I Have Not Gotten My RHP-Stamped Letter Back Yet

I Have Not Gotten My RHP-Stamped Letter Back Yet

Hikaru Junction

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I have not gotten my letter posted with the RHP stamp back from the Postal Service. Thus I have some difficult problems because I didn’t know how to start the blog. So I thought perhaps I would start with another example of chess from one of my favorite television programs, Doctor Who.

Live Chess

(EXTREMELY MINOR SPOILERS, although for an episode having aired several years ago.) In one episode, The Doctor (the protagonist, an alien who travels through space and time) plays “Live Chess” against a very minor character to gain information. “Live Chess,” in this context, was an illegal variant of chess in which the voltage coursing through each (metal) piece increased with every time it was moved. Thus The Doctor tricked his opponent into having to move his queen (by this point, lethally electrically charged,) and, when, given the necessary information, resigned, avoiding his opponent’s death. Unfortunately, (and, believe me, I have tried,) the full board is incomprehensible.

But wait! Don’t leave now! This is a chess blog! As a palate-cleanser from that wordy paragraph, most likely of interest only to me, here is some truly bad chess. I have no explanation for this game. If anyone does, please let me know.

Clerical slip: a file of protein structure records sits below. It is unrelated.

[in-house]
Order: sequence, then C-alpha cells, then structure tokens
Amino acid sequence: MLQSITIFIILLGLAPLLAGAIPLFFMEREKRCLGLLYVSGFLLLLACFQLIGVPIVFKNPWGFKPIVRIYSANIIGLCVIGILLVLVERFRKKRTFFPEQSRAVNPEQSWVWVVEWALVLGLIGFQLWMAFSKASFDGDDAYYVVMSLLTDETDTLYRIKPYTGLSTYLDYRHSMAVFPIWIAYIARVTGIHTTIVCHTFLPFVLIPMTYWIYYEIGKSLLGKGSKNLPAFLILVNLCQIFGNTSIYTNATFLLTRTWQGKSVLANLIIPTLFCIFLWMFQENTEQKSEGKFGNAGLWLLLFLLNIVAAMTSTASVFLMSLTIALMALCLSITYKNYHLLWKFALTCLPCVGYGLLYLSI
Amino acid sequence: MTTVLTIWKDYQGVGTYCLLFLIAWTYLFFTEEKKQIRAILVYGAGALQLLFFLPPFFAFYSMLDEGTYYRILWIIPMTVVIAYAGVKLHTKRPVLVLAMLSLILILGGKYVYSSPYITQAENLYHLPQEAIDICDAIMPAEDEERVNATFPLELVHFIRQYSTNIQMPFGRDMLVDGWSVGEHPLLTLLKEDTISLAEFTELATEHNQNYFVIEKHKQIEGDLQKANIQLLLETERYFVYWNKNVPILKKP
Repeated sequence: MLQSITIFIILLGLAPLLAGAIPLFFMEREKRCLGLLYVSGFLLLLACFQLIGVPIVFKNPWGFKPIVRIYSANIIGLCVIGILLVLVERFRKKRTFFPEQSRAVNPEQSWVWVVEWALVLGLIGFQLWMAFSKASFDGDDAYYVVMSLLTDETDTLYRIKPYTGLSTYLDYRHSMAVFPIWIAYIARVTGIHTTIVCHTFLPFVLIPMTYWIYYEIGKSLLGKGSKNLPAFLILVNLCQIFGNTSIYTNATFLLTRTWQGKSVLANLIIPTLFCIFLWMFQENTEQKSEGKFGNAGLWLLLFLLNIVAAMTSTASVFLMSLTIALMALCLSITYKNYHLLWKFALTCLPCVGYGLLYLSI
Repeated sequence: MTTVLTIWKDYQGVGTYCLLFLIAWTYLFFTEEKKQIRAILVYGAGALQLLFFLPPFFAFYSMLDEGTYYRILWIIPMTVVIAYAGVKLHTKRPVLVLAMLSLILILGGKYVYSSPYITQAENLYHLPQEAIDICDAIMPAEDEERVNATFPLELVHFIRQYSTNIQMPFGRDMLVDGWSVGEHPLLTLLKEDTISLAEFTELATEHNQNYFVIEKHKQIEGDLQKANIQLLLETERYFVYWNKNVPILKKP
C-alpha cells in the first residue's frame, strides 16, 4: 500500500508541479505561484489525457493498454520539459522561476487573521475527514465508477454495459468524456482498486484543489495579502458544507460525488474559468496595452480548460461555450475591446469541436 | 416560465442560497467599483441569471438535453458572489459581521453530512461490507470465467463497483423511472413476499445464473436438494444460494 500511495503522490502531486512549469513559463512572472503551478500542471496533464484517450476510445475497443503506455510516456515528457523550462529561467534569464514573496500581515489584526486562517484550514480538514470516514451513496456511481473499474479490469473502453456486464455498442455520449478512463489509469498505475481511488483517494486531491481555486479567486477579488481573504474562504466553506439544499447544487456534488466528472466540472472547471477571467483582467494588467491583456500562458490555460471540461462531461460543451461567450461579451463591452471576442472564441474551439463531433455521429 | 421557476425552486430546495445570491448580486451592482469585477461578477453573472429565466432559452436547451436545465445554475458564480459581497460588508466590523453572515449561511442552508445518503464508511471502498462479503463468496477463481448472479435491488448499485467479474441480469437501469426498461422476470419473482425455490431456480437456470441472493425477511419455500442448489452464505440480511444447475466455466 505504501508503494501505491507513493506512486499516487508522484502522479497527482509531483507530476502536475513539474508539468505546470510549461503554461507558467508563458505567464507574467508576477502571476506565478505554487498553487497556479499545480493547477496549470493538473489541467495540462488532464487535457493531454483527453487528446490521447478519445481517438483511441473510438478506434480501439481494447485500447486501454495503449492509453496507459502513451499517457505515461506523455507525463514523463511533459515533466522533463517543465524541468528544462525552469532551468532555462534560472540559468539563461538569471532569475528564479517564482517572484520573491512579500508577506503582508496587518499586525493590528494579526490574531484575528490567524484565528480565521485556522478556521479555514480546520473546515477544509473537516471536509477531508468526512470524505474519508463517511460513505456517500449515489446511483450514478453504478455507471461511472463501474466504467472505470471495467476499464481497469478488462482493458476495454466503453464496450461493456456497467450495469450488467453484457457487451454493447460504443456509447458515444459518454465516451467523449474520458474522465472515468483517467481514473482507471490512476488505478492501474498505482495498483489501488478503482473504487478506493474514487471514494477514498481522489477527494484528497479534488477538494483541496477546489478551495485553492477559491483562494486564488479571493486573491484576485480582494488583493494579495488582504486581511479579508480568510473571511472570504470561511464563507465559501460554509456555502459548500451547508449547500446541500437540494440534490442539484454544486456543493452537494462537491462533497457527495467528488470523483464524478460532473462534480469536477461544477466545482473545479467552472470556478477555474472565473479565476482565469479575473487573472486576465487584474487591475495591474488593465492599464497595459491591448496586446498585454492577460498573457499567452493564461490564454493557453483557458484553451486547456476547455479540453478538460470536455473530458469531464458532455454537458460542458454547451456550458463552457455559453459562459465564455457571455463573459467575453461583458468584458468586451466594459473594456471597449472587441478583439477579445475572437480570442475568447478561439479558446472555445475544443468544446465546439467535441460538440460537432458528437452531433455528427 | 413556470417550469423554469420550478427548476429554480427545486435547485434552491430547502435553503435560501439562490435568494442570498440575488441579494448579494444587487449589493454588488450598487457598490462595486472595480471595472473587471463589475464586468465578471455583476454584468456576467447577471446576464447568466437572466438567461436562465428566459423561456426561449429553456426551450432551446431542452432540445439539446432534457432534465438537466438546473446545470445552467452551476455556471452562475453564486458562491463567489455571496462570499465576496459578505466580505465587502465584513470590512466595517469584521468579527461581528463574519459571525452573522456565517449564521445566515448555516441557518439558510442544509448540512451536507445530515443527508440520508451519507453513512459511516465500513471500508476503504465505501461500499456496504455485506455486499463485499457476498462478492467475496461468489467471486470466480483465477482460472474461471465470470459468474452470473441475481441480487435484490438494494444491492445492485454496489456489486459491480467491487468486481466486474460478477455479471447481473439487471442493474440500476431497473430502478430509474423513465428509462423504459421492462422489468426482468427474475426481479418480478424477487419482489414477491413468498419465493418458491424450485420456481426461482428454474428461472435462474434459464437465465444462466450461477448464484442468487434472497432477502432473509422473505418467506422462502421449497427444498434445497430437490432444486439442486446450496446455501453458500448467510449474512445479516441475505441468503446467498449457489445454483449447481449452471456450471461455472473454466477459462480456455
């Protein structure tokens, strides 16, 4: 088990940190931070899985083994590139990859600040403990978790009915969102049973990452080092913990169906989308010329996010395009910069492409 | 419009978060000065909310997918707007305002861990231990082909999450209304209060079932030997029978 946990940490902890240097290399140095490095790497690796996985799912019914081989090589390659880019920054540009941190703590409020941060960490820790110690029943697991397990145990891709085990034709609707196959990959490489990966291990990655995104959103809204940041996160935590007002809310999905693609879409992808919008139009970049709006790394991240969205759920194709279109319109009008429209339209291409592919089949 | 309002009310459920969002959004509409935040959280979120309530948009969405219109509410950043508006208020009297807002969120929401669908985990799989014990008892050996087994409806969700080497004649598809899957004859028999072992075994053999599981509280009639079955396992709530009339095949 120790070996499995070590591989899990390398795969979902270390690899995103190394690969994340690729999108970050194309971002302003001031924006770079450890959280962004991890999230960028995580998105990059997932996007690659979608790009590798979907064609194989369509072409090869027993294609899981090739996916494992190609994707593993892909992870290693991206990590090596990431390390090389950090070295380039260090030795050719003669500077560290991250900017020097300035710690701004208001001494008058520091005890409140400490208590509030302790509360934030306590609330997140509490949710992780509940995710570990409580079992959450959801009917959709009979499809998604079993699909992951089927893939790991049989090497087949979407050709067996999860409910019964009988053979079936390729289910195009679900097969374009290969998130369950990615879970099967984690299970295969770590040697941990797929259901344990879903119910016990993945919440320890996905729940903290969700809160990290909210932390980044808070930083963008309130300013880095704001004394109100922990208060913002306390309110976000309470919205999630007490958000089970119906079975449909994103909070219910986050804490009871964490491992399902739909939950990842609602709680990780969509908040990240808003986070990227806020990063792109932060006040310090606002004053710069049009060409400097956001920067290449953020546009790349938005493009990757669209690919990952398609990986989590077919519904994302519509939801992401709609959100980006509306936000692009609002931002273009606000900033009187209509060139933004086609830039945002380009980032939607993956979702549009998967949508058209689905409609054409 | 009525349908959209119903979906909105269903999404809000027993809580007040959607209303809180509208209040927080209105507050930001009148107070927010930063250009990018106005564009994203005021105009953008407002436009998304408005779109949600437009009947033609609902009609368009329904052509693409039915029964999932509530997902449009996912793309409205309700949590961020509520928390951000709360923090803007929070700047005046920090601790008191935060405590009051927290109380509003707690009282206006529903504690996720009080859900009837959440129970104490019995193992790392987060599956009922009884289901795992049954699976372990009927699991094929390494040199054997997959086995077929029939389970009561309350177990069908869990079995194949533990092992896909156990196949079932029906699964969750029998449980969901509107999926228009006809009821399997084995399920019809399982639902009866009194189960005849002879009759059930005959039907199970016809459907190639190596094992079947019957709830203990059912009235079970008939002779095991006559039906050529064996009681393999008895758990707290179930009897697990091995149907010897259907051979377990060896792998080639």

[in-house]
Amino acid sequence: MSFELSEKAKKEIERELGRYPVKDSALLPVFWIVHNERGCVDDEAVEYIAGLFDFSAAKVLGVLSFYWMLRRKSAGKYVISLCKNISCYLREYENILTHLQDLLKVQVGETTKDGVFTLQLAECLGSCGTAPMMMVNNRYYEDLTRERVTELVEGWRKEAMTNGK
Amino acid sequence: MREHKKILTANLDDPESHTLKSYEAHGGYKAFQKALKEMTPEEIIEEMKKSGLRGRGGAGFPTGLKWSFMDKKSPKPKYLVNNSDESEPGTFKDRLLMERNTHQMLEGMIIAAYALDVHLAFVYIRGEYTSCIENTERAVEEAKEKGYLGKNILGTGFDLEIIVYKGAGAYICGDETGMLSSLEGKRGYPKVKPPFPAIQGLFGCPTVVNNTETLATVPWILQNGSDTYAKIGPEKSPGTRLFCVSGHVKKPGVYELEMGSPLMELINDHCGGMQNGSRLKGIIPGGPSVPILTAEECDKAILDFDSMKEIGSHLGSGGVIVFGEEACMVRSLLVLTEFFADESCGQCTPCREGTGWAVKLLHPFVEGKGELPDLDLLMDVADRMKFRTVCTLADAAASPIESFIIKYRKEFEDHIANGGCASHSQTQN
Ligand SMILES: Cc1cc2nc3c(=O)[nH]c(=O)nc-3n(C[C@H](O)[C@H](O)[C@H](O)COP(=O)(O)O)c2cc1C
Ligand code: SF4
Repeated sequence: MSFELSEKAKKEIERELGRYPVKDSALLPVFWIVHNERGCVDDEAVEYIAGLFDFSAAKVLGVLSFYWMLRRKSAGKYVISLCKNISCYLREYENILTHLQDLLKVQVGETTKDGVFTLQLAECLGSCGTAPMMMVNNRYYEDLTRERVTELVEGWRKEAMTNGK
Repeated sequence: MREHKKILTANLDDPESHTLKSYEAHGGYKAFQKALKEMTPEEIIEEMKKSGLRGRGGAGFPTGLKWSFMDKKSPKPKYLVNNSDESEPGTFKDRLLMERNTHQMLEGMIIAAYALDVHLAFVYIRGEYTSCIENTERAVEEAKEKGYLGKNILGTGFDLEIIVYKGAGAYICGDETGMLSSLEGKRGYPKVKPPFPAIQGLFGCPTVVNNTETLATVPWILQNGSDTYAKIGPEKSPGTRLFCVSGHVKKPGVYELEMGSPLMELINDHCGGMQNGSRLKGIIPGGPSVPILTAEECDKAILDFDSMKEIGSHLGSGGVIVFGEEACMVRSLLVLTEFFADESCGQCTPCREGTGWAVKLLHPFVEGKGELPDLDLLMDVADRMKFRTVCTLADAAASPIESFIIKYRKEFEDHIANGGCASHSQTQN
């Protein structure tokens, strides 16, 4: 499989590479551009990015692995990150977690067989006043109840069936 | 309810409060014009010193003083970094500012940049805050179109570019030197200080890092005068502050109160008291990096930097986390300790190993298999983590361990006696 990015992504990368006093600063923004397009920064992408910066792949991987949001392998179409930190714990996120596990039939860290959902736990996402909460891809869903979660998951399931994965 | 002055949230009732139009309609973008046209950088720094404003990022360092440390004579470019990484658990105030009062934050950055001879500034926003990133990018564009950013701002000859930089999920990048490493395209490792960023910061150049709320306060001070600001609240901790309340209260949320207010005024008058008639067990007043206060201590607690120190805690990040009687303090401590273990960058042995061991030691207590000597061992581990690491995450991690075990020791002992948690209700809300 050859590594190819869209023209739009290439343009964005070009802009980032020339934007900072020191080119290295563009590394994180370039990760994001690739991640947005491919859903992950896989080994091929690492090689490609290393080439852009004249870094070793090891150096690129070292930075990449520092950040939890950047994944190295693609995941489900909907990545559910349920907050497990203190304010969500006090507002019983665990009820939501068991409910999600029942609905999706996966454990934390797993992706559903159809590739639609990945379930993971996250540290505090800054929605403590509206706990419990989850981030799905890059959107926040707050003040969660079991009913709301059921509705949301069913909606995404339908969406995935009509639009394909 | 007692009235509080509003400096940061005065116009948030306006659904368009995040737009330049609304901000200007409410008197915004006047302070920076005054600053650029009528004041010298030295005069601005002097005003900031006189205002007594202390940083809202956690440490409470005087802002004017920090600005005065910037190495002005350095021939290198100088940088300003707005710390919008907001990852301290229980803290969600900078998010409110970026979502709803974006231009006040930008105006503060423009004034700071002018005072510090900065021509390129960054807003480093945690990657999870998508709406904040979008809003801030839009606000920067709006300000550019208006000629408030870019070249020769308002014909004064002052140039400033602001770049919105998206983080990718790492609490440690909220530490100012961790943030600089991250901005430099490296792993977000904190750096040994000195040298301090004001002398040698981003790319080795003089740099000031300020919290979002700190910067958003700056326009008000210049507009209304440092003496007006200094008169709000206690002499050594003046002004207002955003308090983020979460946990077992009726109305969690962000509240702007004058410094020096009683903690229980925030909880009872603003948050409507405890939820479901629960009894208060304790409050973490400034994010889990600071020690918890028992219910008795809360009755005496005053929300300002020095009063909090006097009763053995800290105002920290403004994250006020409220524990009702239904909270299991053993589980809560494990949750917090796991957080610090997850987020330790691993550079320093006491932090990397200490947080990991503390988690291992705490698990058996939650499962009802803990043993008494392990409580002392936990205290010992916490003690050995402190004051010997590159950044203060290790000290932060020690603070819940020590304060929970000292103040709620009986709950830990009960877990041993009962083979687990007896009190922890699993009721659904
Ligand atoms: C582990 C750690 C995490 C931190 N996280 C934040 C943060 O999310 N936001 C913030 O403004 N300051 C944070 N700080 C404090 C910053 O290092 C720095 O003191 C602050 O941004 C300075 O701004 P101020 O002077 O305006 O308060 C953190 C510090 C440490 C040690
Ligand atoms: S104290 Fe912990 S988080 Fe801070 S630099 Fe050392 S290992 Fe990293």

greenpawn34–SwissGambit RHP 2008

Next, I’m introducing a new segment. It will be called Tactics With Top Players. No top players will in fact be involved, however. There will simply be easy problems taken from their games.

Problem 1 (Hikaru Nakamura–Fabiano Caruana Ultimate Blitz Challenge 2016.)

White to move.

Problem 2 (Fabiano Caruana–Wesley So Ultimate Blitz Challenge 2016.)

White to move.

Problem 3 (Wesley So–Garry Kasparov Ultimate Blitz Challenge 2o16.)

White to move.

The problems will get harder than this, hopefully, if I find good ones. Nakamura eventually won the tournament these problems were taken from with 11/18, So was a point behind on 10, Kasparov acquainted himself well with 9.5/18, just .5 back of So, and Caruana had what fans might consider a poor performance on 5.5/18. (This being rather more acceptable when I realized that his blitz rating is, incredibly, only (4/29/2016) 2665.)

Qualification for the tournament was maintained as follows: The top three players from the U. S. Championship played an 18-game round-robin blitz tournament against Garry Kasparov. Caruana won the U. S. Championship, his first, with 8.5/11, an undefeated performance. On the women’s side, IM Nazi Paikidze surprised the field, winning with 8.5/11. Irina Krush and Anna Zatonskih, clear rating favorites, got off to a slow start. However, Krush lost to Carissa Yip, and Zatonskih to Jennifer Yu, in the tenth rounds, despite being heavily favored to win, and the title was no longer in reach for either.

Carissa Yip–Irina Krush US Women’s Championship 2016

51. Rg7+ Kh6 52. Rxh1 Bxh1 53. Rg5 sealed the game for Yip.

Jennifer Yu–Anna Zatonskih US Women’s Championship 2016

Zatonskih blundered a rook with 49…Rxe5 50. Bc6 Re3 51. Rxe3 Qd6 52. Rf3, and Yu accepted this gift, converting the won game easily.

Finally, this video purports to be Lin-Manuel Miranda of Hamilton fame and Macauley Peterson (chess journalist) performing Godspell in high school (This is a Macauley channel, and LMM, at least, definitely did, so I think this is real!)

–Aid Knish Hour[/center]

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Hikaru Junction
Last Post
30 Jun 19
Blog since
27 Mar 15